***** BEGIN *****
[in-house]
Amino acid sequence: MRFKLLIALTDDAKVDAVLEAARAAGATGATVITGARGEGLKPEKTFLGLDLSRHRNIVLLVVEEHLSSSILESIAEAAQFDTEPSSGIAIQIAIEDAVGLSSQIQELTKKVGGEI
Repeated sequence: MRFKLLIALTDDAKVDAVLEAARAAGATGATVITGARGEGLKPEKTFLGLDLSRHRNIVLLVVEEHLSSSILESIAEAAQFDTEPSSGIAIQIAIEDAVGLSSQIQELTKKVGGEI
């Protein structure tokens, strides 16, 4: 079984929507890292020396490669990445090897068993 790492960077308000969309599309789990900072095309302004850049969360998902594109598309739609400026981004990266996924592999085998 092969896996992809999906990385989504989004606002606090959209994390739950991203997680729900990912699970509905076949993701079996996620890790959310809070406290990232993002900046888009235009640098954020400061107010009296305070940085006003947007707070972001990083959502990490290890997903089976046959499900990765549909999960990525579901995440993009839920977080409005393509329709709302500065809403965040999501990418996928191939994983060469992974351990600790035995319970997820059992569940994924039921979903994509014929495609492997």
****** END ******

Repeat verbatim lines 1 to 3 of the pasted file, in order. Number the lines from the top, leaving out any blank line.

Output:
[in-house]
Amino acid sequence: MRFKLLIALTDDAKVDAVLEAARAAGATGATVITGARGEGLKPEKTFLGLDLSRHRNIVLLVVEEHLSSSILESIAEAAQFDTEPSSGIAIQIAIEDAVGLSSQIQELTKKVGGEI
Repeated sequence: MRFKLLIALTDDAKVDAVLEAARAAGATGATVITGARGEGLKPEKTFLGLDLSRHRNIVLLVVEEHLSSSILESIAEAAQFDTEPSSGIAIQIAIEDAVGLSSQIQELTKKVGGEI